Air Marshal Annis was born in January 1912, in Highland Creek, Ontario, and completed his education at the University of Toronto, where he received a Bachelor of Science degree in Mechanical Engineering. He joined the Royal Canadian Air Force (RCAF) in 1936 and trained as a pilot.
He was with 3 Bomber Reconnaissance (BR) Squadron at Halifax at the outbreak of the Second World War, and shortly afterwards became an armament officer at RCAF Station Dartmouth. The following year he became Command Armament Officer at Eastern Air Command Headquarters in Halifax, and during a tour on anti-submarine operations, captained the first aircraft to attack a U-boat in North American waters, about 150 miles outside the Strait of Belle Isle. In February 1942, he was appointed Officer Commanding 10 BR Squadron at Gander, Newfoundland. The following July he was appointed Director of Anti-Submarine Operations at Air Force Headquarters in Ottawa. He returned to command 10 BR Squadron in April 1943, and the following August was named Commanding Officer of RCAF Station Gander, the largest operational RCAF station in existence at that time.
In 1944, Air Marshal Annis was transferred overseas to command RCAF Station Linton-on-Ouse in Yorkshire, England, a unit of 6 (RCAF) Group of the Royal Air Force (RAF) Bomber Command. In January 1945, he attended the RAF Staff College in London, and returned to Canada the following June as Chief Instructor at the RCAF Staff College in Toronto. In 1947, he moved to Air Force Headquarters as Director of Air Operations, and in July 1950 became Director of the Joint Staff in Ottawa. In December 1952, he attended the Imperial Defence College, and in December 1953 was appointed Chief Staff Officer at Air Defence Command Headquarters. In September 1955, he became Chief of Telecommunications at Air Force Headquarters, and in January 1958 was appointed Air Officer Commanding Air Materiel Command.
Air Marshal Annis was appointed Vice Chief of the Air Staff on 11 September 1962. He was promoted to Air Marshal and appointed to the position of Chief of Technical Services, Canadian Forces Headquarters, on 1 August 1964. He retired from the RCAF in 1966.
Air Marshal Annis was appointed an Officer of the Order of the British Empire (OBE) and also Mentioned-in-Dispatches (MiD) for his service during the Second World War.
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After a short illness, he passed away on 1 January 1994, aged 81.
Air Marshal Annis was selected for his overall exemplary career achievement as an RCAF officer, but also in light of his strong beliefs in the need for the Air Force to prepare for the future. His understanding of the importance to focus not only on Air Force-specific requirements, but also on the need to operate in a Joint environment was truly a modern way of thinking and is in line, even today, with what CFAWC strives to achieve.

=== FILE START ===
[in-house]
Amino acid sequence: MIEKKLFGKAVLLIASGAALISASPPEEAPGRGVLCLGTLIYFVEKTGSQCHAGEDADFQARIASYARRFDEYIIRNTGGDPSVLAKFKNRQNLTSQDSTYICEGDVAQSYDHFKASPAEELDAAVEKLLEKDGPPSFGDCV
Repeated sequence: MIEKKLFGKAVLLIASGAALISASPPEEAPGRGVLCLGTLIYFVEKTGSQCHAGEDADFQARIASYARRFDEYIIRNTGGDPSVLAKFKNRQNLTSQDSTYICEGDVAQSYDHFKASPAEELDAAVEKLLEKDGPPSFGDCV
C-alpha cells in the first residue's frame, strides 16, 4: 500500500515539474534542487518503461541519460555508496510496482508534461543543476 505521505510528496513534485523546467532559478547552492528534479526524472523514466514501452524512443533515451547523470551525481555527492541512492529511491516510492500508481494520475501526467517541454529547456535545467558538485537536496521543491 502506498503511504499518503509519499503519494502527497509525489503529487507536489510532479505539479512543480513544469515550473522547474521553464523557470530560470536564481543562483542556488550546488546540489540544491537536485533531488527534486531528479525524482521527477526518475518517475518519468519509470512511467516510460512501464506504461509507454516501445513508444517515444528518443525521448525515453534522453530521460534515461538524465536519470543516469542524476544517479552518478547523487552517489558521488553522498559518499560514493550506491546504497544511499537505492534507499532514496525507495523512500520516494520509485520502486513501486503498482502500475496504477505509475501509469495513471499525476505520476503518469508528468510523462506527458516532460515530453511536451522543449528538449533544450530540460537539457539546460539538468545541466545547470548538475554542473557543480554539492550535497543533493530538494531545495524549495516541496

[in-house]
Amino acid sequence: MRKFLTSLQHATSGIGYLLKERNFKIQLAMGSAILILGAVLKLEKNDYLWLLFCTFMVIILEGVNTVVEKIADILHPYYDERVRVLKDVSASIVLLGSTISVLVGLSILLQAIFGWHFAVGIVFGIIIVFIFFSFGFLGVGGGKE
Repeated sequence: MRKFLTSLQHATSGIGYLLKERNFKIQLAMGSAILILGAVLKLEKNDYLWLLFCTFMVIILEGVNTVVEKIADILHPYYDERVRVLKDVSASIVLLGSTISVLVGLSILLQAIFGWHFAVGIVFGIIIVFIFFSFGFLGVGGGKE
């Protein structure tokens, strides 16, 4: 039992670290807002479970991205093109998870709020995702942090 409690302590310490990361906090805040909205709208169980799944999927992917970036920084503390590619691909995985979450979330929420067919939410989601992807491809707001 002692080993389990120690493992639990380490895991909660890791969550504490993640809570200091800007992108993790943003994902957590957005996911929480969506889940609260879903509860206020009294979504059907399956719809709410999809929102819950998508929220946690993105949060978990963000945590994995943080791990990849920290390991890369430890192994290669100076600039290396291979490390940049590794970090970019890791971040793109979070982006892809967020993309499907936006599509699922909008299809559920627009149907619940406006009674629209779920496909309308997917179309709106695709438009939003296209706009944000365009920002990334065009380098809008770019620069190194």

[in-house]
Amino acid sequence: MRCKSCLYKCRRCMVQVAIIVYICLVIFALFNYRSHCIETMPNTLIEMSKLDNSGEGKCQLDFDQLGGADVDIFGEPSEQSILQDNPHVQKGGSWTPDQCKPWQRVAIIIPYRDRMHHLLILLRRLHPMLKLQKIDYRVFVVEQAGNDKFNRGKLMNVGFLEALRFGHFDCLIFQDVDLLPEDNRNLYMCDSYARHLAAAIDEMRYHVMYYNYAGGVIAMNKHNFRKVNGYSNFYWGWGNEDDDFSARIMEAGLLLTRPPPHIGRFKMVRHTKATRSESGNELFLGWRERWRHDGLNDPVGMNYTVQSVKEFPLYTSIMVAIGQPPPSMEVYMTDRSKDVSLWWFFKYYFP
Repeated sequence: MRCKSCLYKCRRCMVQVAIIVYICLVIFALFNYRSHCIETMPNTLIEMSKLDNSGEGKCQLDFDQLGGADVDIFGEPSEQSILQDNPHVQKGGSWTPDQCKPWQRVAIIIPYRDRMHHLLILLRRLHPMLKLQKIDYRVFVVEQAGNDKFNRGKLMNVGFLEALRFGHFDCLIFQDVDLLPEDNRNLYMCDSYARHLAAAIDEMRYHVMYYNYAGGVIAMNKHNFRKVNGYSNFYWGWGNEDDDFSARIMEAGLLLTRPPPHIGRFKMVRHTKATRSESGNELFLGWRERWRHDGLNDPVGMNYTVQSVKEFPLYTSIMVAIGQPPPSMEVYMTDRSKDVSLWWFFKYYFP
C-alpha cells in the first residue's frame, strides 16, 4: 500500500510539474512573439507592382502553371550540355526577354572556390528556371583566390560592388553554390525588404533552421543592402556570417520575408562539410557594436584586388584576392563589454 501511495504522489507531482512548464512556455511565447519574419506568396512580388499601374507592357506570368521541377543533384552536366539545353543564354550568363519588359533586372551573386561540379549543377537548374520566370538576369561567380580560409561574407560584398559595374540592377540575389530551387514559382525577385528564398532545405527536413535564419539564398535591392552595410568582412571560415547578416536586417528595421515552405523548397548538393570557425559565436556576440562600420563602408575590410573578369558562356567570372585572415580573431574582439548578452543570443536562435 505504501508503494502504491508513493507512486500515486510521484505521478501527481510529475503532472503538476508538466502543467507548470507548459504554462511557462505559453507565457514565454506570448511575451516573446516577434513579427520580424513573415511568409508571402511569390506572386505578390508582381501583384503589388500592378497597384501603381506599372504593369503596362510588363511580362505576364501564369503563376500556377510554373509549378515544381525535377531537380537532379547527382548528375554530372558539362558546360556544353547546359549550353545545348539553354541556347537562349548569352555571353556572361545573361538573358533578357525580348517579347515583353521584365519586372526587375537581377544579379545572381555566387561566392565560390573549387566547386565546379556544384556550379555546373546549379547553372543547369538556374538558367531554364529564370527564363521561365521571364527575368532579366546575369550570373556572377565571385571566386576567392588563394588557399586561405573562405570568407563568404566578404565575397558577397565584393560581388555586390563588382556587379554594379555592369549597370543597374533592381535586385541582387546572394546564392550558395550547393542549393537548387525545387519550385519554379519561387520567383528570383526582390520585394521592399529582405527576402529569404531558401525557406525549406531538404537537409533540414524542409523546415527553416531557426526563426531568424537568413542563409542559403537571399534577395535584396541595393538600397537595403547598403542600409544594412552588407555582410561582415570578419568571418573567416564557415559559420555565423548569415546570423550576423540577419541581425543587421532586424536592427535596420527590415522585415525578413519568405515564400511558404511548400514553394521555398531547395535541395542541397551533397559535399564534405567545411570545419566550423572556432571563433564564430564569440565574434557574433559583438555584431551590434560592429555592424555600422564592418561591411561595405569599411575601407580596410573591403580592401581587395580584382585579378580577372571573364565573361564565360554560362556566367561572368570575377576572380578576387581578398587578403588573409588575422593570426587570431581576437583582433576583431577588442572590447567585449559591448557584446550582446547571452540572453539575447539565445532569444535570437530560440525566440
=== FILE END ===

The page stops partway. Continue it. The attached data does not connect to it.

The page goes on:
Indeed, with its mission of ensuring the evolution of Canadian Aerospace Power by providing the Air Force with the knowledge to acquire the right capabilities and develop appropriate doctrine to successfully conduct aerospace operations as we move into the future, CFAWC`s dedication of its new headquarters to Air Marshal Annis is most fitting. Air Marshal Annis’ career typifies the broad perspective that is at the core of the CFAWC: a strong, innovative Air Force within a Joint Canadian Forces environment.
The Canadian Forces Aerospace Warfare Centre (CFAWC) stood up in October 2005 to become the engine of change for Air Force transformation. Ultimately the aim of the CFAWC is to be recognized as the Canadian centre of excellence for aerospace power by acting as a catalyst for aerospace power development and as a steward for aerospace power knowledge. With its mission of ensuring the evolution of Canadian aerospace power, it is intended that the CFAWC will provide the Air Force with the knowledge to acquire the right capabilities and develop appropriate doctrine to successfully conduct aerospace operations as we move into the future.
The first commanding officer of the CFAWC was Colonel James Cottingham who established the unit in two locations. The Trenton location, a lodger unit of 8 Wing, houses the command portion of the unit as well as the Concepts and Doctrine Development, Analysis & Lessons Learned, the Strategic Aerospace Research, Assessment & Liaison and the Electronic Warfare / Education and Specialty Training branches. The Air Force Experimentation Centre is located at Shirley’s Bay in Ottawa. In April 2010, Colonel Derek Joyce was appointed commanding officer of the Canadian Forces Aerospace Warfare Centre.